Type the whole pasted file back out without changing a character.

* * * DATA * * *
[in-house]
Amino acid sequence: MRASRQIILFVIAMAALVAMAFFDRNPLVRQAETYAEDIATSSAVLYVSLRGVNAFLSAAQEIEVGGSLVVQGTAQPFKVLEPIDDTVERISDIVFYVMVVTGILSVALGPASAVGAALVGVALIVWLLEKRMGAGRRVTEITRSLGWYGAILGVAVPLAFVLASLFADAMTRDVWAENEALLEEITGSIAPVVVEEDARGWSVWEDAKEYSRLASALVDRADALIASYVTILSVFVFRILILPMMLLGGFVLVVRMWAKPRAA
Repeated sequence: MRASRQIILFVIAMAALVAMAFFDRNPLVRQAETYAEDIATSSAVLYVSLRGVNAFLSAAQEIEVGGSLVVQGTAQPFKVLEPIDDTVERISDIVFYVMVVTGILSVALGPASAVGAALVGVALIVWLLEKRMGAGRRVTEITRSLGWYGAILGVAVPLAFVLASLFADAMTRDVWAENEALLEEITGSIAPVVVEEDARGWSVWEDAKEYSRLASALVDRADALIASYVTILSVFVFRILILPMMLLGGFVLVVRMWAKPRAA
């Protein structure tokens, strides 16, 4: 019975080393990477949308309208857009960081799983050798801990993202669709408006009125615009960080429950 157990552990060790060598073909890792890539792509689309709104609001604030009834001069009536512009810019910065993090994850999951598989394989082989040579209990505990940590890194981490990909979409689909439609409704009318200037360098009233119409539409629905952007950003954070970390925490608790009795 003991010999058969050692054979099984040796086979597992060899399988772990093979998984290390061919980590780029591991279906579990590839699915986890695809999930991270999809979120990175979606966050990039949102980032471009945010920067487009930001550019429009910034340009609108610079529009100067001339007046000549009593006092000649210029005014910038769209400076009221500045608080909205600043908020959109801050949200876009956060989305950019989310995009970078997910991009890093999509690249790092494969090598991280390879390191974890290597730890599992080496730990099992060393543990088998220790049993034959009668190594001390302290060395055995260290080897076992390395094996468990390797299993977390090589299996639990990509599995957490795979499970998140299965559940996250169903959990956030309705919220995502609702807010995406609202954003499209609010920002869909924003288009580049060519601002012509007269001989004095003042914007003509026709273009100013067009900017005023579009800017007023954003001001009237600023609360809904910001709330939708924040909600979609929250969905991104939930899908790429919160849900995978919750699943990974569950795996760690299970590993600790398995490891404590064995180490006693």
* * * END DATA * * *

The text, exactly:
[in-house]
Amino acid sequence: MRASRQIILFVIAMAALVAMAFFDRNPLVRQAETYAEDIATSSAVLYVSLRGVNAFLSAAQEIEVGGSLVVQGTAQPFKVLEPIDDTVERISDIVFYVMVVTGILSVALGPASAVGAALVGVALIVWLLEKRMGAGRRVTEITRSLGWYGAILGVAVPLAFVLASLFADAMTRDVWAENEALLEEITGSIAPVVVEEDARGWSVWEDAKEYSRLASALVDRADALIASYVTILSVFVFRILILPMMLLGGFVLVVRMWAKPRAA
Repeated sequence: MRASRQIILFVIAMAALVAMAFFDRNPLVRQAETYAEDIATSSAVLYVSLRGVNAFLSAAQEIEVGGSLVVQGTAQPFKVLEPIDDTVERISDIVFYVMVVTGILSVALGPASAVGAALVGVALIVWLLEKRMGAGRRVTEITRSLGWYGAILGVAVPLAFVLASLFADAMTRDVWAENEALLEEITGSIAPVVVEEDARGWSVWEDAKEYSRLASALVDRADALIASYVTILSVFVFRILILPMMLLGGFVLVVRMWAKPRAA
């Protein structure tokens, strides 16, 4: 019975080393990477949308309208857009960081799983050798801990993202669709408006009125615009960080429950 157990552990060790060598073909890792890539792509689309709104609001604030009834001069009536512009810019910065993090994850999951598989394989082989040579209990505990940590890194981490990909979409689909439609409704009318200037360098009233119409539409629905952007950003954070970390925490608790009795 003991010999058969050692054979099984040796086979597992060899399988772990093979998984290390061919980590780029591991279906579990590839699915986890695809999930991270999809979120990175979606966050990039949102980032471009945010920067487009930001550019429009910034340009609108610079529009100067001339007046000549009593006092000649210029005014910038769209400076009221500045608080909205600043908020959109801050949200876009956060989305950019989310995009970078997910991009890093999509690249790092494969090598991280390879390191974890290597730890599992080496730990099992060393543990088998220790049993034959009668190594001390302290060395055995260290080897076992390395094996468990390797299993977390090589299996639990990509599995957490795979499970998140299965559940996250169903959990956030309705919220995502609702807010995406609202954003499209609010920002869909924003288009580049060519601002012509007269001989004095003042914007003509026709273009100013067009900017005023579009800017007023954003001001009237600023609360809904910001709330939708924040909600979609929250969905991104939930899908790429919160849900995978919750699943990974569950795996760690299970590993600790398995490891404590064995180490006693």